Wednesday, January 23, 2013

CONTACT: John Schuster
Miami-Dade County Public Schools


The American Psychiatric Foundation and Miami-Dade County Public Schools, in collaboration with Judge Steven Leifman, will be implementing the “Typical or Troubled?” training program for all public junior high and high schools in the Miami-Dade system. The program will train over 500 school psychologists, social workers and guidance counselors on early identification of potential mental health problems, will educate and engage parents and will ultimately link students with mental health services when needed.

“Typical or Troubled?” is an educational program that helps school personnel distinguish between typical teenage behavior and evidence of mental health warning signs that would warrant intervention. The program includes culturally sensitive technical assistance for school personnel on best practices and educational materials in English, Spanish and forthcoming in Haitian-Creole.  So far the program has been used in hundreds of schools and school districts to educate more than 40,000 teachers, coaches, administrators, and other school personnel across the country.

Nationwide, approximately 15 million children and youth between the ages of 9 and 17 have diagnosable psychiatric disorders, with about 90% of those children exhibiting early warning signs by age 15.  More than 60% of young people with mental health disorders are not getting adequate treatment, and suicide is the third leading cause of death among teens and young adults 15-24 years old.

Judge Steven Leifman, JD, who is a member of the APF board of directors, said that “This program will be a call to action to bring the whole community together to focus on mental health and fight the stigma that is furthered by the silence that so often shrouds mental health issues in mystery. The school is the perfect place to bring students, parents, teachers and other school personnel together and ultimately to connect troubled youth to the help they need.”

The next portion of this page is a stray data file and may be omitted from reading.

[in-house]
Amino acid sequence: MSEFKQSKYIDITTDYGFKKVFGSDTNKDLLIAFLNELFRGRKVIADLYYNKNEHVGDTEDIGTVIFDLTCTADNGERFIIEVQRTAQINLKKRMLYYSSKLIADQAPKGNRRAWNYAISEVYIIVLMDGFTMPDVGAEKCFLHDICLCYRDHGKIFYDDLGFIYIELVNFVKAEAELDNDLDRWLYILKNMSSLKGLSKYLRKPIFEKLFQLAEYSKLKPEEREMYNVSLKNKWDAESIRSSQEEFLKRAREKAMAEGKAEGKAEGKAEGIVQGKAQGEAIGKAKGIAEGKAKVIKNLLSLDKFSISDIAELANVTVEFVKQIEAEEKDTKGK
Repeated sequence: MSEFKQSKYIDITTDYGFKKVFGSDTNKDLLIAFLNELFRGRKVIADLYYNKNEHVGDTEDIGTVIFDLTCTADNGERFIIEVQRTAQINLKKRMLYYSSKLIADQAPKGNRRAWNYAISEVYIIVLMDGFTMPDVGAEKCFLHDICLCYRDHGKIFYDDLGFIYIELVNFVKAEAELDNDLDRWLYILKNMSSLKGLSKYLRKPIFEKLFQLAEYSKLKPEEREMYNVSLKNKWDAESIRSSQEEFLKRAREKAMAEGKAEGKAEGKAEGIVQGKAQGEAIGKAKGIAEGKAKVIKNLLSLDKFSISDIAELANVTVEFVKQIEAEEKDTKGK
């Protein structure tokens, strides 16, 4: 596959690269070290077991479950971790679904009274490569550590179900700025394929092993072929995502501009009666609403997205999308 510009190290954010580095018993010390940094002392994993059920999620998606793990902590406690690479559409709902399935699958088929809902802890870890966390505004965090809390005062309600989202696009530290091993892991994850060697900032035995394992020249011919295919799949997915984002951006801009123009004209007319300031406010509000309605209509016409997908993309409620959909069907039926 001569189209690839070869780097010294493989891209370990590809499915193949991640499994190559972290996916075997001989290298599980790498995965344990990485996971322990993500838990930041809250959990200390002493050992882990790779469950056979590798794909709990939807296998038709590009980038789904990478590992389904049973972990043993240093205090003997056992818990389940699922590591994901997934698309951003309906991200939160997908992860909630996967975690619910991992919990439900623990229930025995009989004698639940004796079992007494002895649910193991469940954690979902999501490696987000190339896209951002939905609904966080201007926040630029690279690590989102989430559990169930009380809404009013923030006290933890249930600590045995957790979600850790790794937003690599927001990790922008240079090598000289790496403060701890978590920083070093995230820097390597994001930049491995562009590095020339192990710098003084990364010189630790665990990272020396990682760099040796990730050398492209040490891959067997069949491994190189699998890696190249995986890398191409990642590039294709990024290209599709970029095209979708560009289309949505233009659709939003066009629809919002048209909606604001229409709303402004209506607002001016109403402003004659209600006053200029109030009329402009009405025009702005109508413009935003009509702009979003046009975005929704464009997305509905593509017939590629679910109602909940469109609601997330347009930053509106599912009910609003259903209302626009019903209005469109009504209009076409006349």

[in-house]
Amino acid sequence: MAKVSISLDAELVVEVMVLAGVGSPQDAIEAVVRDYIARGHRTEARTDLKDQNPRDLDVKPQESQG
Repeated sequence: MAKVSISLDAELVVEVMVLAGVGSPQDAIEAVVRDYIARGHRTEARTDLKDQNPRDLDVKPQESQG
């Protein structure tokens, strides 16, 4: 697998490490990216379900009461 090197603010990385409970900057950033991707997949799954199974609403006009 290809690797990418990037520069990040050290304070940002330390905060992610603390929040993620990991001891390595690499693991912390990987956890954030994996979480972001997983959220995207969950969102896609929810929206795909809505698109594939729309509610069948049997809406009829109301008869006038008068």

Alberto M. Carvalho, Superintendent of Schools, Miami-Dade County, said, “If we are going to seriously address the problem of mental illness, it will take the whole community linking hands and focusing on the teen years, when so many mental disorders first emerge. The Typical or Troubled? program is the best way we know of to do that.”

The importance of parental involvement was emphasized by Paul T. Burke, Executive Director of APF, who said, “Parents can miss the signs of early mental illness during the teenage years, when young people can be moody or rebellious. How do you tell when a teenager’s behavior is cause for concern? This program, by educating parents, helps inoculate them against denial when their child is truly troubled, and gives them strategies for how to respond.”

The partnership of APF and Miami-Dade County Public Schools will take a proactive approach to tackle the issue through partnerships and targeted training that hone in on the identification and effective treatment of mental health problems before those problems manifest through increased truancy, substance abuse, violence or tragedy. M-DCPS will implement the multi-pronged initiative, which includes:

  • Training of school professionals in late February in the Typical or Troubled? program.
  • Implementation in schools, including the education of teachers and students.
  • Parent education through workshops and a public awareness campaign. The campaign will involve providing information on what signs to look for, strategies for communicating with adolescents about mental health issues, how to address concerns, and where to go for help.
  • A community summit on Youth Mental Health Issues in the early Spring to bring together mental health providers, community-based organizations and academic experts in mental health fields to focus on resources for early identification of at-risk youth and enhance the timely implementation of prevention interventions and strategies.

To increase crisis support resources in M-DCPS, counseling professionals will complete a nationally recognized comprehensive crisis intervention and recovery training program beginning this month.  This is part of an overarching effort to expand the Crisis Team First Responders for district-wide support.

The American Psychiatric Foundation is the philanthropic arm of the American Psychiatric Association, a national medical specialty society whose physician members specialize in the diagnosis, treatment, prevention and research of mental illnesses, including substance use disorders. Visit the APA at

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